Camillo Benso Comte de Cavour

Portrait of Cavour. Source:

(Turin, 10 August 1810-Turin, 6 June 1861)


Cavour, a liberal-minded Piedmontese political leader, was an architect of closer Franco-Italian ties and negotiated the Treaty of Turin, which attached Nice and Savoy to France on 24 March 1860. Camillo Benso, Count Cavour, descended from an old Catholic Piedmontese noble family on his father's side; his mother was a Swiss Calvinist. He started his career as an army corps of engineers officer, but his liberal opinions led him to resign in 1835 and he spent the next 20 years on his estate in Levi, turning his interest to his century's innovations: agricultural techniques, machines, the railroad and credit institutions. He founded the Agrarian Association in 1842 and published a study on railroads in Italy in 1846. Cavour's travels enabled him to hone his knowledge of politics and of the French language. In 1847 he founded the newspaper Il Risorgimento, where he campaigned to establish a constitutional monarchy.

In 1848, Cavour was elected to Piedmont's parliament as a conservative but anticlerical deputy and held various positions in the government, including minister of agriculture in 1850 and of finance in 1851. That is when he became a leading figure in Piedmont's politics. Cavour campaigned to expand Piedmont at Austria's expense. After Austria defeated Italy in the war of 1849 (Treaty of Milan, August 1849), he concluded that it was necessary to seek outside help to achieve Italian unity under Piedmont's authority. The count thought that Napoleon III's France would be the most reliable ally. He took advantage of the seat that the belligerent powers offered him at the April 1856 Congress of Paris after the Crimean War (a military rather than political and strategic presence) to raise the Italian issue and test the ambitions of French foreign policy. Cavour worked on bringing about closer economic and cultural ties between the two sides. One result of his efforts was that work on the Mont-Cenis tunnel began in 1857. Meanwhile, he was preparing for war against Austria, in particular by turning Alexandria into a fortress and creating the maritime arsenal in La Spezia.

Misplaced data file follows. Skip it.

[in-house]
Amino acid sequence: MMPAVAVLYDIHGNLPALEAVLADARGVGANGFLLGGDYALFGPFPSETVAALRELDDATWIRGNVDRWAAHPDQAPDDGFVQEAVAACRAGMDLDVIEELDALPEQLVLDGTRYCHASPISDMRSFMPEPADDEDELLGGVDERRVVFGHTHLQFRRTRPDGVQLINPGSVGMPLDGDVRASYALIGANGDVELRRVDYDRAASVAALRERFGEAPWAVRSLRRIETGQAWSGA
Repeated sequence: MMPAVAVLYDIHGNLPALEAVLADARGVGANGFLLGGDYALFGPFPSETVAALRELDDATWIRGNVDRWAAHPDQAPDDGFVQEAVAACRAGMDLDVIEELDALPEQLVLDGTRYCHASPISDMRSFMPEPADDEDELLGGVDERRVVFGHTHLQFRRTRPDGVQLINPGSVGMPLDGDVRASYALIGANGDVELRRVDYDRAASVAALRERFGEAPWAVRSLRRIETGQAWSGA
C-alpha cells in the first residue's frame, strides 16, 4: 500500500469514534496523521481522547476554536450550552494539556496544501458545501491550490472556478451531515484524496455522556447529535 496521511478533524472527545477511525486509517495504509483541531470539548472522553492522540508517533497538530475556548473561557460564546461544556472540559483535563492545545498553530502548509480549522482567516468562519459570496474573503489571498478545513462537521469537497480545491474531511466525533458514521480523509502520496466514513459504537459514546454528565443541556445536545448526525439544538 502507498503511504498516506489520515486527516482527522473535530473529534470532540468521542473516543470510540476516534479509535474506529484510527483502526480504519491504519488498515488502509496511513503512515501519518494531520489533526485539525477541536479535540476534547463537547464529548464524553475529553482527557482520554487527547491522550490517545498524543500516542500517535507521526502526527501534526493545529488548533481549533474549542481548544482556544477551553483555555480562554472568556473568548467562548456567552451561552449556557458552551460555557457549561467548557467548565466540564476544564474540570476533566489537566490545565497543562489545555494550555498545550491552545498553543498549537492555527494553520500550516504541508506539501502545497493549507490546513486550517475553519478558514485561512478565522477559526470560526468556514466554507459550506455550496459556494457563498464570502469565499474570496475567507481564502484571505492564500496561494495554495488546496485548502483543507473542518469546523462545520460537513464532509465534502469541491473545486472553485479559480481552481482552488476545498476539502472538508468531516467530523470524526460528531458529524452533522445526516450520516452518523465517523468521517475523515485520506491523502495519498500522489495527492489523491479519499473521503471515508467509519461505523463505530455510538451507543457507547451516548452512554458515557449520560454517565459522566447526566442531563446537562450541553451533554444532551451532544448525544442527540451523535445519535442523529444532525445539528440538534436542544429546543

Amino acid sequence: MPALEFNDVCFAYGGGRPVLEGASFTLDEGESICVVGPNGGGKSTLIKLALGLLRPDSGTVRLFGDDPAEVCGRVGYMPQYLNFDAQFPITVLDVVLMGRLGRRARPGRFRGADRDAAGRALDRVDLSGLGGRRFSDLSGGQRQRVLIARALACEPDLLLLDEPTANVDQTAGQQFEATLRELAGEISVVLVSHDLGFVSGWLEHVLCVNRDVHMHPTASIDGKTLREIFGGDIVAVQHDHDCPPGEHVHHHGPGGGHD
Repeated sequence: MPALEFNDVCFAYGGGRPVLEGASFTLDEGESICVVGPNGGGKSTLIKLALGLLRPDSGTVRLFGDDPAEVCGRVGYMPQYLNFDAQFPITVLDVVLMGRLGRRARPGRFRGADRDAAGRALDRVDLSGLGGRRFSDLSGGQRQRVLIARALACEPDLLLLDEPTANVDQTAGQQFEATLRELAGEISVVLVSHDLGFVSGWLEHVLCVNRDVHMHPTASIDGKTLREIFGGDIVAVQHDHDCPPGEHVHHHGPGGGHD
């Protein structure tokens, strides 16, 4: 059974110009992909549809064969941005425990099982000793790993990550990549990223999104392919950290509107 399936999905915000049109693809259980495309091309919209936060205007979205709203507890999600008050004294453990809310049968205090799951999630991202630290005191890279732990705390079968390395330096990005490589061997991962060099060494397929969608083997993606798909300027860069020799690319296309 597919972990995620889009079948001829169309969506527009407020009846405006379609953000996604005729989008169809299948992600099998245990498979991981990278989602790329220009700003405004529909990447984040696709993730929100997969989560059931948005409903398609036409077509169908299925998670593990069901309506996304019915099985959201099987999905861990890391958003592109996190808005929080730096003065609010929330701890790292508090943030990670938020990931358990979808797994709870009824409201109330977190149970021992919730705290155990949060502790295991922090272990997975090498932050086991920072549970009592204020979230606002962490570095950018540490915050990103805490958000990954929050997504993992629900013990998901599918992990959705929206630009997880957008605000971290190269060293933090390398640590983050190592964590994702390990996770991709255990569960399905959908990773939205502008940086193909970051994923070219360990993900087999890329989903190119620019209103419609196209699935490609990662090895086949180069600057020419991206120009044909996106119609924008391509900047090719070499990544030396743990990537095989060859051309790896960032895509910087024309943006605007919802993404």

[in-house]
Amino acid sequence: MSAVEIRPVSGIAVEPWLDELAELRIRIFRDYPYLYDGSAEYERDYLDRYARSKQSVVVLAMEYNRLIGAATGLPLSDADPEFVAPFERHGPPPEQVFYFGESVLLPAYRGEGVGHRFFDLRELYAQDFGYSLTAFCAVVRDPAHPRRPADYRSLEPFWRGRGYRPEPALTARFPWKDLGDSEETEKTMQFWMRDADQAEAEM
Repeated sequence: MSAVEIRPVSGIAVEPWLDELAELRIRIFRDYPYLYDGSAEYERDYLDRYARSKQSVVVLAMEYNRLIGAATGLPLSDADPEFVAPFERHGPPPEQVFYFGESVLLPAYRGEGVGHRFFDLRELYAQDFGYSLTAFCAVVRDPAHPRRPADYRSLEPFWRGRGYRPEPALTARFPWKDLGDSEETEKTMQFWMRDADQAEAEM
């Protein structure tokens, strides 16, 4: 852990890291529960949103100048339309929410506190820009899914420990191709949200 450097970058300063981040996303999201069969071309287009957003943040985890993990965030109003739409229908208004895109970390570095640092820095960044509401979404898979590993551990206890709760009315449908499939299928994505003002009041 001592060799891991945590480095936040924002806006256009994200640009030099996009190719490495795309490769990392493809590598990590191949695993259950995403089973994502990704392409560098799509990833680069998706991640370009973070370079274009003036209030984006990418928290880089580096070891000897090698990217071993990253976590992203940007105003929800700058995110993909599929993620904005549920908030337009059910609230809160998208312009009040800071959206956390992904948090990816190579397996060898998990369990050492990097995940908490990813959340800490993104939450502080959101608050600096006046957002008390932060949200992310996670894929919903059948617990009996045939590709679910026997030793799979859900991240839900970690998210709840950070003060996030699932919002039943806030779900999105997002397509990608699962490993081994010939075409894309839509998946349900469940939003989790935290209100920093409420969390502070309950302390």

Cavour was Italy's envoy at a seven-hour meeting with Napoleon III in Plombières in July 1858, when he negotiated the details of the Franco-Piedmontese alliance, including the conclusion of a military front against Austria (confirmed in January 1859), the creation of a confederated Italian state, Italy's handover of Nice and Savoy, and Prince Jerome Bonaparte's marriage to the daughter of Victor Emmanuel II, the king of Piedmont. He was personally involved in Italy's march towards freedom from the Austrian yoke and resigned from the Piedmontese parliament in July 1859 after the Franco-Austrian armistice of Villafranca. Victor Emmanuel II won the war and pursued his goal of unifying the peninsula by annexing the insurgent states of central Italy. Cavour was asked to join the government in January 1860, when he was put in charge of negotiating French ratification in return for the handover of Nice and Savoy by referendum (Treaty of Turin, 24 March 1860).

Cavour and Victor Emmanuel II backed Garibaldi's march on Rome in secret because of their concern for how France and Austria would react. After the Roman and Sardinian troops were crushed, the count established Piedmont's laws and administrative systems throughout Italy. On 14 March 1861 he witnessed his work's crowning achievement when Italy's first parliament elected Victor Emmanuel II of Piedmont the king of Italy.


  • Rue Cavour à La Spezia. Source :

  • Portrait de Cavour. Source :